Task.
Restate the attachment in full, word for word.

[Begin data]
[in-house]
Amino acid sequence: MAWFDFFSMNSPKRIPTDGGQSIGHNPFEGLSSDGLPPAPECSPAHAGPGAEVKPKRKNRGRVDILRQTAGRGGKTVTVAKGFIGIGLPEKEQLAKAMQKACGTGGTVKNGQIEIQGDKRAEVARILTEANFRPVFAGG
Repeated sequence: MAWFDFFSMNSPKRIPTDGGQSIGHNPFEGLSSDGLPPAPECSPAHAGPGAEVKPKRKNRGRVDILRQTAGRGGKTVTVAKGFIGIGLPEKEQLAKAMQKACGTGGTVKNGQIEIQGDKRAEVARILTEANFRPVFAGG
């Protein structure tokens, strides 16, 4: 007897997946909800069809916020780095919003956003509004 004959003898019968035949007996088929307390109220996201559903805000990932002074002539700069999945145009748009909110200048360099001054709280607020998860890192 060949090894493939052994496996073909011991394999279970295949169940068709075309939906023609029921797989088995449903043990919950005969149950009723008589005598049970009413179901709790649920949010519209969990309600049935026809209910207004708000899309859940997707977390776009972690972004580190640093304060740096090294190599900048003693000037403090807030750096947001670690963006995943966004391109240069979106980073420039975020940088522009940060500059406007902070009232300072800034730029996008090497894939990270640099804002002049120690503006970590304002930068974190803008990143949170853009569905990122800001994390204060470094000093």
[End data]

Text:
[in-house]
Amino acid sequence: MAWFDFFSMNSPKRIPTDGGQSIGHNPFEGLSSDGLPPAPECSPAHAGPGAEVKPKRKNRGRVDILRQTAGRGGKTVTVAKGFIGIGLPEKEQLAKAMQKACGTGGTVKNGQIEIQGDKRAEVARILTEANFRPVFAGG
Repeated sequence: MAWFDFFSMNSPKRIPTDGGQSIGHNPFEGLSSDGLPPAPECSPAHAGPGAEVKPKRKNRGRVDILRQTAGRGGKTVTVAKGFIGIGLPEKEQLAKAMQKACGTGGTVKNGQIEIQGDKRAEVARILTEANFRPVFAGG
């Protein structure tokens, strides 16, 4: 007897997946909800069809916020780095919003956003509004 004959003898019968035949007996088929307390109220996201559903805000990932002074002539700069999945145009748009909110200048360099001054709280607020998860890192 060949090894493939052994496996073909011991394999279970295949169940068709075309939906023609029921797989088995449903043990919950005969149950009723008589005598049970009413179901709790649920949010519209969990309600049935026809209910207004708000899309859940997707977390776009972690972004580190640093304060740096090294190599900048003693000037403090807030750096947001670690963006995943966004391109240069979106980073420039975020940088522009940060500059406007902070009232300072800034730029996008090497894939990270640099804002002049120690503006970590304002930068974190803008990143949170853009569905990122800001994390204060470094000093």